• Causes are things people care about
  • Volunteers work at their own hours and are thus resilient to the kind of emotional burnout bellingcat has seen in its employees
  • Willing to devote their time

Let’s unpack ‘time.’ Many investigations come down, eventually, to monotonous searches: Bellingcat was eventually able to use just five photos with vague landscape features to pinpoint two geographic locations where human trafficking had taken place for the “Trace an Object” project. A remarkable task – and one that took weeks.

(Steps in the process included “exploring major cities in Southeast Asia via Google Streetview to find ones that looked most similar to photos”, and “guessing that the closest-looking city was the correct one”. This worked.)

Overall, they spent over 2,500 hours to concretely identify 12 Europol photos in the past twelve months, and to partially identify thirteen more. And identification of objects is only one step in the way to arrest – some photographs were years old, the perpetrators and victims likely moved or worse. In the Europol program’s three year history, with tens of thousands of volunteer tips, only ten children have been rescued.

Any child saved from these horrors is, of course, a success. But it suggests that paying people for this type of work isn’t going to be efficient in the standard effective altruism framework of lives-saved per dollar.

I think practical civilian OSINT, to move monotonous mountains like this one, needs to tap into a different reservoir: the kind of digital energy that has built and maintained Wikipedia, countless open-source projects, the universe of fanpages and fanfiction, etc. This sort of collaborative, enthusiastic volunteer labor is well suited to the more repetitive and time-consuming aspects of open source investigation.

(Obviously, different projects will have different payoffs – I’m sure that some will be hugely effective per paid hour, although I don’t know which ones they are.)

Sidenote: What about automating OSINT with neural nets?

I bring this up because I know my audience, and I know people are going to go “wait, image identification? You know DeepMind can do that now, right?”

Well: the neural nets for this don’t exist yet. If someone wants to make them, I could see that being beneficial for OSINT, although I’d advise such a person to take a long hard look at the ‘OSINT is a dual use technology’ section of this post below, and to think long and hard about possible government and military uses for such a technology (both your own government and others.) I suspect this capability is coming either way, either from the government or commercial AI companies, and so may be a moot issue.

Still, I’m talking specifically about what OSINT can be used for now.

OSINT is a dual-use technology

In biology and other fields, a “dual-use” technology is one that can be used for good as well as for evil. A machine that synthesizes DNA, for instance, can be used to make medical research easier, and it can be used to make bioterror easier.

Civilian OSINT is one. While Reddit has identified missing persons, its communities also famously misidentified an innocent man as the Boston Marathon Bomber. Data gathered from a bunch of untrained unvetted internet randos should probably be viewed with some skepticism.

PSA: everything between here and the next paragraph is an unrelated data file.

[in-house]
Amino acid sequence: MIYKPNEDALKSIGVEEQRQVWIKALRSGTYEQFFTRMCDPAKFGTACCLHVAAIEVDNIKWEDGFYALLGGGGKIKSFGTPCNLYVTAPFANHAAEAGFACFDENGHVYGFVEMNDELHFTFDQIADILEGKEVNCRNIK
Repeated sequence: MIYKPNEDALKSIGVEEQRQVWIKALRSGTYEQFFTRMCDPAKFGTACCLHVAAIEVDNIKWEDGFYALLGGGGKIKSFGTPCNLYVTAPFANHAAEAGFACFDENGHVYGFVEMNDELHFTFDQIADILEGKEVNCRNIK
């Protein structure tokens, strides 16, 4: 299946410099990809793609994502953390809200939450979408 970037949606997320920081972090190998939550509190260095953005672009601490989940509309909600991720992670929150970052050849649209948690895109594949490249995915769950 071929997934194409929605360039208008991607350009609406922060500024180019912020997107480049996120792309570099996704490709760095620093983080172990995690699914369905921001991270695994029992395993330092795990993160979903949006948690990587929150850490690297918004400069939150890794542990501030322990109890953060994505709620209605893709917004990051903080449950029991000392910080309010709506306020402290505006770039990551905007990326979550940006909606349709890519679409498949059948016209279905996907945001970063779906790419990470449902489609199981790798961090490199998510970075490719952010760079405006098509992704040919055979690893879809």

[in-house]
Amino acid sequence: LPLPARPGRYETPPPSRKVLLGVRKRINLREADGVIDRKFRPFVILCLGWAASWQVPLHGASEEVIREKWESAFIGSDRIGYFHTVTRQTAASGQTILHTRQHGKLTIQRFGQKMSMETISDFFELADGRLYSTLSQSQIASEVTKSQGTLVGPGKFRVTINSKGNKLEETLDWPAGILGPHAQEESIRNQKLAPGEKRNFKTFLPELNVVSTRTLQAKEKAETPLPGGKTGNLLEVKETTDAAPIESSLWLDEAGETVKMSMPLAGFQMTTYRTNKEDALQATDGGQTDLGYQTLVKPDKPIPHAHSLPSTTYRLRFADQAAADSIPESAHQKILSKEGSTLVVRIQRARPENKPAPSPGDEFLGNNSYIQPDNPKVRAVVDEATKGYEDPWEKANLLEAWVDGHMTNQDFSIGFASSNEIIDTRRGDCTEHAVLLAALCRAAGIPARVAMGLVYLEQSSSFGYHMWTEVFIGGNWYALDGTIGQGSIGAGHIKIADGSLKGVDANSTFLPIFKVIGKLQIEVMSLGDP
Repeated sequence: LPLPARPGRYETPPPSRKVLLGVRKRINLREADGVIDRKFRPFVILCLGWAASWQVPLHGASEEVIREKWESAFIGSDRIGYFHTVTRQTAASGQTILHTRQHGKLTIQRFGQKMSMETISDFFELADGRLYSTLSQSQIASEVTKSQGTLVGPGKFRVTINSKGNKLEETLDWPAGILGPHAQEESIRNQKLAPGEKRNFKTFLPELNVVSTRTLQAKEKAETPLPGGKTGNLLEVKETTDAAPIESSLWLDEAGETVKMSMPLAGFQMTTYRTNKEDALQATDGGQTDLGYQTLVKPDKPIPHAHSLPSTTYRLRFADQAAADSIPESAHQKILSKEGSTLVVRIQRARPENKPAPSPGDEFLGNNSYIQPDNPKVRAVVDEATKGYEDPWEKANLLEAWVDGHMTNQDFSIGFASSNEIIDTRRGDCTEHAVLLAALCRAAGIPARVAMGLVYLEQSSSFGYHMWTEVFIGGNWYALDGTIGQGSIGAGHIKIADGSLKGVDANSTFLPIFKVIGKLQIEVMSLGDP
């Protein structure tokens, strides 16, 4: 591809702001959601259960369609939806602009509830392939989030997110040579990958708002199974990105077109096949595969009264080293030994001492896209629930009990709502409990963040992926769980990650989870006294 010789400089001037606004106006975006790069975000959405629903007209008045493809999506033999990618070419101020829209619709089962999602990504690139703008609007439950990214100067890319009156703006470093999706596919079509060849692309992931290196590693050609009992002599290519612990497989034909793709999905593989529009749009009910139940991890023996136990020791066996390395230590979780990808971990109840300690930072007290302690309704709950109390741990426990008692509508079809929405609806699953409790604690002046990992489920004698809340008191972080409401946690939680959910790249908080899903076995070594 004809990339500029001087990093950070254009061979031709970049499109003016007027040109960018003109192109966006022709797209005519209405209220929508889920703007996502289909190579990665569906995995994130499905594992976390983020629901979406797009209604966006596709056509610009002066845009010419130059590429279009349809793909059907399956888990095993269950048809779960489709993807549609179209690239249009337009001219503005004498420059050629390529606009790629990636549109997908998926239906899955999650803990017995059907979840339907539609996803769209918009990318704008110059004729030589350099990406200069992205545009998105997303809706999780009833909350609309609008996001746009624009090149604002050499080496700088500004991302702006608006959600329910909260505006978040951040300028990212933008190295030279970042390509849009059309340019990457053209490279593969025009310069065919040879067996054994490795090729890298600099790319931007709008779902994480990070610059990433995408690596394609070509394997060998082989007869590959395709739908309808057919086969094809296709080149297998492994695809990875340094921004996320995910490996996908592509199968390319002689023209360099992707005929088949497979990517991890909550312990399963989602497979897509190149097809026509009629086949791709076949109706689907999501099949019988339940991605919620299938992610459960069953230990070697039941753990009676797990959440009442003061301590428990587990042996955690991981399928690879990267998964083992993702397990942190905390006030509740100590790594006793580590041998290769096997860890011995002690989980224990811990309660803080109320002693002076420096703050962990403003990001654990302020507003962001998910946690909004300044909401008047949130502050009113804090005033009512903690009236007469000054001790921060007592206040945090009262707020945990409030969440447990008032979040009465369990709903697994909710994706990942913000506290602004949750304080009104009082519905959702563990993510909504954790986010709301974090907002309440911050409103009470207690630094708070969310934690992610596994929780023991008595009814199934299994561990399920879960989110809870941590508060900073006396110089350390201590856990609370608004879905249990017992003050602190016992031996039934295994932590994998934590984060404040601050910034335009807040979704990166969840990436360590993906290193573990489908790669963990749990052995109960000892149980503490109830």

It’s also tragically easy to misuse. A lot of OSINT tools (for e.g. identifying people across social media) could be used by stalkers, abusers, authoritarian governments, and other bad actors just as trivially as it could by investigators. Raising the profile of these methods would expose them to misuse. Improving on OSINT tools would expose them to misuse.

If it helps, I think most small-scale efforts – like anything by Reddit or Trace Labs – are not really doing anything that large governments can’t do, technically speaking.* Ethical civilian OSINT projects should also be expected to go out of their way to demonstrate that they’re using volunteer labor ethically and for a specific purpose.

That leaves the threat as ‘malicious civilians’ (stalkers, etc.) and perhaps ‘resource-limited local governments’. This is a significant issue.

* (Though they can do things that large governments can’t do, time- and resource-wise. Keep reading.)

But here’s why we should use it anyway

Standard police and journalistic investigations (as two common uses of intelligence)are also very fallible. They may rely on misinformation and guesswork, poor eyewitness testimony, faulty drug tests, error-prone genetic methods, and debunked psychological methods. It’s not obvious to me that the average large-group civilian OSINT investigation will have a higher rate of false negatives than a standard investigation.

Moreover, that’s not really the issue. The relevant question is not “is crowd-sourced civilian OSINT worse than conventional investigation?” It’s “is crowd-sourced civilian OSINT worse than no investigation at all?” When Europol puts objects from images of child abuse online and asks for anyone who can identify the objects, and an answer is found and confirmed with online information, Europol workers could also have done that. It just would have taken them too high of a cost in time and human effort. When Reddit users solve cold cases, they are explicitly aiming for cases that are no longer under investigation by the police, or cases where police are under-investigating.